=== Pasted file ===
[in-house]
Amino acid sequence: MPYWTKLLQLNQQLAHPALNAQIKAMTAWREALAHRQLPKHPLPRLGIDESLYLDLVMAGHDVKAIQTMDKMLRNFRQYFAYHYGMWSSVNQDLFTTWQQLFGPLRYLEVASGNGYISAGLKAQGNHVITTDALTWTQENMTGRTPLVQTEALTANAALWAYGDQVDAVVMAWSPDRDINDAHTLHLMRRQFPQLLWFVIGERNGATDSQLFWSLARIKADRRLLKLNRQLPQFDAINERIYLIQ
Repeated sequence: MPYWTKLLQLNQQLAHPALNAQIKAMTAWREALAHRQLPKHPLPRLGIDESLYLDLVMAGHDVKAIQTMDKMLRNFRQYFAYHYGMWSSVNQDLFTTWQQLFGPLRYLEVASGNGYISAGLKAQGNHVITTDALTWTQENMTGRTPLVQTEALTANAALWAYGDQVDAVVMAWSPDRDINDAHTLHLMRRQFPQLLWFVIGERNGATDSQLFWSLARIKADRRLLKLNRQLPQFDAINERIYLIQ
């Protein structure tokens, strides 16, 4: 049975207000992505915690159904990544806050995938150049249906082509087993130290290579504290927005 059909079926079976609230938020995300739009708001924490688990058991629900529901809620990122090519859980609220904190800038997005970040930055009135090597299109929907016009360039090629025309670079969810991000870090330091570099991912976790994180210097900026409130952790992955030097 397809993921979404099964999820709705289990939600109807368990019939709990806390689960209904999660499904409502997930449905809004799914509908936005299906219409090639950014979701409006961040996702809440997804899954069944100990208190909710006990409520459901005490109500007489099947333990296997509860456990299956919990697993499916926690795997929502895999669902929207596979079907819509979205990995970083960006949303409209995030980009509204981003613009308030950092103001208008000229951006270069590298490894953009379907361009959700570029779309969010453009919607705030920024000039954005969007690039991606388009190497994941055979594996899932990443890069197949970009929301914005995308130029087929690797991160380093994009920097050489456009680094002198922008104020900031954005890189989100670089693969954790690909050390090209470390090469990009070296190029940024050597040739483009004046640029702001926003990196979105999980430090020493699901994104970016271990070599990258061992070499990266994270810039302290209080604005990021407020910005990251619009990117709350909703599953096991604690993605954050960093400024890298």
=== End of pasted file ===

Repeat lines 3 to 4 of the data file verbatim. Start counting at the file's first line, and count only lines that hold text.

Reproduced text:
Repeated sequence: MPYWTKLLQLNQQLAHPALNAQIKAMTAWREALAHRQLPKHPLPRLGIDESLYLDLVMAGHDVKAIQTMDKMLRNFRQYFAYHYGMWSSVNQDLFTTWQQLFGPLRYLEVASGNGYISAGLKAQGNHVITTDALTWTQENMTGRTPLVQTEALTANAALWAYGDQVDAVVMAWSPDRDINDAHTLHLMRRQFPQLLWFVIGERNGATDSQLFWSLARIKADRRLLKLNRQLPQFDAINERIYLIQ
């Protein structure tokens, strides 16, 4: 049975207000992505915690159904990544806050995938150049249906082509087993130290290579504290927005 059909079926079976609230938020995300739009708001924490688990058991629900529901809620990122090519859980609220904190800038997005970040930055009135090597299109929907016009360039090629025309670079969810991000870090330091570099991912976790994180210097900026409130952790992955030097 397809993921979404099964999820709705289990939600109807368990019939709990806390689960209904999660499904409502997930449905809004799914509908936005299906219409090639950014979701409006961040996702809440997804899954069944100990208190909710006990409520459901005490109500007489099947333990296997509860456990299956919990697993499916926690795997929502895999669902929207596979079907819509979205990995970083960006949303409209995030980009509204981003613009308030950092103001208008000229951006270069590298490894953009379907361009959700570029779309969010453009919607705030920024000039954005969007690039991606388009190497994941055979594996899932990443890069197949970009929301914005995308130029087929690797991160380093994009920097050489456009680094002198922008104020900031954005890189989100670089693969954790690909050390090209470390090469990009070296190029940024050597040739483009004046640029702001926003990196979105999980430090020493699901994104970016271990070599990258061992070499990266994270810039302290209080604005990021407020910005990251619009990117709350909703599953096991604690993605954050960093400024890298």